What a prince. Father of the Year.
I said, “Where and when?”
“Know the expressway on-ramp, beside Columbia Station?”
It was two blocks away. “Yeah.”
“Half an hour. Underneath.”
“And this’ll get you both off my back?”
“Fucking right. Keep me and you breathing for some time.”
“Half an hour.”
We got the photographs and guns from the confessional. We xeroxed the photos on the machine Pastor Drummond uses for his Bingo sheets in the basement, put the originals back in their place, and went back to my apartment.
Angie drank a tall cup of black coffee and I checked our weapons supply. We had the .357 with two bullets left, the .38 Colin had given us and the .38 Bubba had acquired for us, the nine millimeter, and the .45 I’d taken off Lollipop, silencer attached. We also had four grenades in the fridge, and the Ithaca twelve-gauge.
I put on my trench coat and Angie put on her leather jacket and we took everything but the grenades. Can’t be too safe with people like Socia. I said, “Hell of a Fourth,” and we left the apartment.
Part of I-93 stretches over the neighborhood. Underneath it, the city leaves three deposits sand, salt, and gravel for emergencies. These three cones rise up twenty feet, the bases about fifteen feet wide. It was summer, so they weren’t in all that much use. In Boston though, you have to be prepared. Sometimes Mother Nature plays a joke or two on us, drops a snowstorm on us in early October just to show what a card she is.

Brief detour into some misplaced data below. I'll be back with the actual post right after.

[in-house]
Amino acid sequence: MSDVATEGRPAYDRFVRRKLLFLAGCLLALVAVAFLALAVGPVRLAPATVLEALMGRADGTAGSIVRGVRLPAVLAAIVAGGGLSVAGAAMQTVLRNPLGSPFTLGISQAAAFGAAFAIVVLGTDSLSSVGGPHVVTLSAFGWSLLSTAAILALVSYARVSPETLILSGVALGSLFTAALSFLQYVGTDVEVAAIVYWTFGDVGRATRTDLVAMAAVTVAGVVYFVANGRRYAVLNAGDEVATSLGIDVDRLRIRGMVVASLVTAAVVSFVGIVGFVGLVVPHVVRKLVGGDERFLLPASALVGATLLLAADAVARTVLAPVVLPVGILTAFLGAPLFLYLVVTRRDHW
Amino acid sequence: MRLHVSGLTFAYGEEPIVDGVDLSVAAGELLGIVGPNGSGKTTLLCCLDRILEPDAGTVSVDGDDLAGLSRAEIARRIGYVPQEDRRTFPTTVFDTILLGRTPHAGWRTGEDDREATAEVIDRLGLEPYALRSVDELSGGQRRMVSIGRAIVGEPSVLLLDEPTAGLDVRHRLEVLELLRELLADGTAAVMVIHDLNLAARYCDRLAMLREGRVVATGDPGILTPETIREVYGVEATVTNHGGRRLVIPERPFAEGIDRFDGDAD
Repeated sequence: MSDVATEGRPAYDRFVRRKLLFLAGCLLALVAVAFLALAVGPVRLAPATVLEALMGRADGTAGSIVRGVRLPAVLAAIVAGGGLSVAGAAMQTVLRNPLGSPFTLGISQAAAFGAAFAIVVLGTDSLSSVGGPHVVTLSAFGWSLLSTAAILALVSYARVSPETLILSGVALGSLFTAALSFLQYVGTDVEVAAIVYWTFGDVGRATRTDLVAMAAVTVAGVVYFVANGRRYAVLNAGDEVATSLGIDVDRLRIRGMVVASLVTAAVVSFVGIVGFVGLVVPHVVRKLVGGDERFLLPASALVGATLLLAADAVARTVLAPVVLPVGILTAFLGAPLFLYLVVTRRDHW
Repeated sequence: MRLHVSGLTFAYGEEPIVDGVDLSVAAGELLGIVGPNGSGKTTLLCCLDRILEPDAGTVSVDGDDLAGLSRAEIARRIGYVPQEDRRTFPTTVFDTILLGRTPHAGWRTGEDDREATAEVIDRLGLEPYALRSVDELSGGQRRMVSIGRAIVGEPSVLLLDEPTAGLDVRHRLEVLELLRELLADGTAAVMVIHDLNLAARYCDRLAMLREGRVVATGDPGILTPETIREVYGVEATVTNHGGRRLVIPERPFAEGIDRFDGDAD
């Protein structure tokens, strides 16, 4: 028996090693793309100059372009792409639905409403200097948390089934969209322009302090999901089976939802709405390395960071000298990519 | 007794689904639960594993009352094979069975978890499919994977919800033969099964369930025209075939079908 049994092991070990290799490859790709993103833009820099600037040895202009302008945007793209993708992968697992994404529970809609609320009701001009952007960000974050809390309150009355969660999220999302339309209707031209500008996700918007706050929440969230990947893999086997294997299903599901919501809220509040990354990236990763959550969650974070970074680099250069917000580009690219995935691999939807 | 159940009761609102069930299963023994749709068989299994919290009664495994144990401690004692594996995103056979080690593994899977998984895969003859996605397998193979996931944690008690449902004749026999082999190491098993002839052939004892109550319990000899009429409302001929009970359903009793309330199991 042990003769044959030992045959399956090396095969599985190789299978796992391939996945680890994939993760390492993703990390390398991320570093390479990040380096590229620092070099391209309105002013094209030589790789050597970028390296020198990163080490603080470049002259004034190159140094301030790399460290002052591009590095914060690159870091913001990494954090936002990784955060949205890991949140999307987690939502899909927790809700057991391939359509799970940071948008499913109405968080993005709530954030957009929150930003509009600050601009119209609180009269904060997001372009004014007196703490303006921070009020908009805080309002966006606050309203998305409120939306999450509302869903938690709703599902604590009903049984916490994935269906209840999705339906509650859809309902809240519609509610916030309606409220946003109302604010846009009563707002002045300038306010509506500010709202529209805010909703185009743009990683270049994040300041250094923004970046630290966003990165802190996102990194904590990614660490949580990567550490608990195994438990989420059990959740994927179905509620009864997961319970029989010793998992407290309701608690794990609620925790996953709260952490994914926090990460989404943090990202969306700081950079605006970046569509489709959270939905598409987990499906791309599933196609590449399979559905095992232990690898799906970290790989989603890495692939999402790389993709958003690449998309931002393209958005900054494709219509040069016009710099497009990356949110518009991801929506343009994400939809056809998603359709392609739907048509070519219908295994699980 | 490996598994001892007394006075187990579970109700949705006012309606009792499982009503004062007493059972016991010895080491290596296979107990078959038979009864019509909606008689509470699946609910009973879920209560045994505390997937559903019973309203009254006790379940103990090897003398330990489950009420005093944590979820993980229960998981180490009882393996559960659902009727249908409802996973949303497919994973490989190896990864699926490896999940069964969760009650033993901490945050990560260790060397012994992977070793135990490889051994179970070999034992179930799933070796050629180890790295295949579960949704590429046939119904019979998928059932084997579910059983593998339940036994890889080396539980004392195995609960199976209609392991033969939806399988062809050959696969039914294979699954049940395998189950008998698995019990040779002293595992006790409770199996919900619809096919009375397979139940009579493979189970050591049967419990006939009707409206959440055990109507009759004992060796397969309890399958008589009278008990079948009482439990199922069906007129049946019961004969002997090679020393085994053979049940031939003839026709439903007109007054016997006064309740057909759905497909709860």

You can enter the area from the avenue or from the back entrance of the Columbia/JFK subway station or from Mosley Street if you don’t mind climbing over some shrubs and walking down an incline.
We climbed some shrubs and walked down the incline, kicking clouds of brown dirt in front of us until we reached bottom. We stepped around a green support beam and came out between the three cones.
Socia was standing in the middle, where the bottoms converged into a ragged triangle. A small kid stood beside him. Unformed cheekbones and baby fat betrayed his age, even if he thought the wraparounds and the hat on his head made him look old enough to buy a pint of scotch. If he was any older than fourteen, he aged well.